McCain also criticized Putin for siding with Syrian President Bashar Assad in the 2½ year civil war that has killed more than 100,000 people.

   McCain insists that he is not anti-Russian but rather "more pro-Russian than the regime that misrules you today."

   "President Putin doesn't believe ... in you. He doesn't believe that human nature at liberty can rise above its weaknesses and build just, peaceful, prosperous societies. Or, at least, he doesn't believe Russians can. So he rules by using those weaknesses, by corruption, repression and violence. He rules for himself, not you," McCain wrote.

   The senator submitted the editorial to Pravda and was told it would be posted on Thursday. The Associated Press obtained a copy of the editorial.

   McCain assailed Putin and his associates for writing laws that codify bigotry, specifically legislation on sexual orientation. A new Russian law imposes fines and up to 15 days in prison for people accused of spreading "propaganda of nontraditional sexual relations" to minors.

   On Syria, McCain said Putin is siding with a tyrant.

   "He is not enhancing Russia's global reputation. He is destroying it. He has made her a friend to tyrants and an enemy to the oppressed, and untrusted by nations that seek to build a safer, more peaceful and prosperous world," the Arizona senator said.

   McCain also criticized the imprisonment of the punk rock band Pussy Riot. The three women were convicted of hooliganism after staging an anti-Putin protest inside a Russian Orthodox Church.

   The article by McCain, the 2008 Republican presidential nominee, comes just days after the U.S. and Russian officials reached an ambitious agreement that calls for an inventory of Syria's chemical weapons program within a week, and its complete eradication by mid-2014. Diplomatic wrangling continues, however.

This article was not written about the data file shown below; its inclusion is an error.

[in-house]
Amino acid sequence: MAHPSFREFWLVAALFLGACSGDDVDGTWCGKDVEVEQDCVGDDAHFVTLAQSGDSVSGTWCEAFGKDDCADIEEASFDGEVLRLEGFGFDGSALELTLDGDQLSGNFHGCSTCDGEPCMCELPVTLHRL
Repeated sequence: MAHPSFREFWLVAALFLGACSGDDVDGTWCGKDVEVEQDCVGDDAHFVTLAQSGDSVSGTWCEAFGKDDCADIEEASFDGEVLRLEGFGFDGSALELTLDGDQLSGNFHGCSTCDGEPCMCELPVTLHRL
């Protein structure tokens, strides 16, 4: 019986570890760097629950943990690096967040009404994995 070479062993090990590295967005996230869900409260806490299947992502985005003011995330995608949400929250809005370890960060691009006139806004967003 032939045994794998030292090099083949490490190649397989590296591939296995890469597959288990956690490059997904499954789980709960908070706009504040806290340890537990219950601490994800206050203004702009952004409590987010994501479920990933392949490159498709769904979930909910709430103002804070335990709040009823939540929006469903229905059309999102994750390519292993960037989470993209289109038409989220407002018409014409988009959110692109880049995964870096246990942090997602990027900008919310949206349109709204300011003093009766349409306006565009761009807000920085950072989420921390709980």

Last week, Putin blamed opposition forces for the latest deadly chemical weapons attack in Syria and argued President Barack Obama's remarks about America were self-serving in an opinion piece for The New York Times. Putin also said it was dangerous for America to think of itself as exceptional, a reference to a comment Obama made.

   McCain was not the first U.S. lawmaker to respond to Putin. House Armed Services Committee Chairman Howard "Buck" McKeon, R-Calif., wrote in an editorial for the Moscow Times about the suppression of the Russian people and the disregard for basic human rights.

Published in National News

   BISHKEK, Kyrgyzstan (AP) — Russia's President Vladimir Putin says that Syria's move to join an international convention banning chemical weapons has proven its good faith.

   Speaking at a summit of an international security grouping dominated by Russia and China, Putin said Friday the move showed that Syria has "serious intentions to embark on that path."

   Syria made a formal bid Thursday to join the Chemical Weapons Convention. The U.N. welcomed the move, but said that it could take 30 days for Syria to become a member.

   Russia proposed on Monday that Syria surrenders control over its chemical weapons to the international community for its eventual dismantling to avoid a U.S. military strike, and Damascus quickly jumped at the offer. Top U.S. and Russian diplomats are holding talks in Geneva to discuss the plan's specifics.

Published in National News
Wednesday, 04 September 2013 03:16

AP Interview: Putin warns West on Syria action

   NOVO-OGARYOVO, Russia (AP) - President Vladimir Putin has warned the West against taking one-sided action in Syria, but says Russia "doesn't exclude" supporting a U.N. resolution on punitive military strikes if it is proved that Damascus used poison gas on its own people.

   Putin spoke in a wide-ranging interview to The Associated Press and Russia's state Channel 1 television late Tuesday at his residence outside Moscow.

   It was the only one he granted prior to the summit of G-20 nations in St. Petersburg, which opens Thursday.

   The summit was supposed to concentrate on the global economy but now looks likely to be dominated by the international crisis over the alleged use of chemical weapons in Syria's civil war.

   Putin expressed hope that he and President Barack Obama would have serious discussions in St. Petersburg.

Published in National News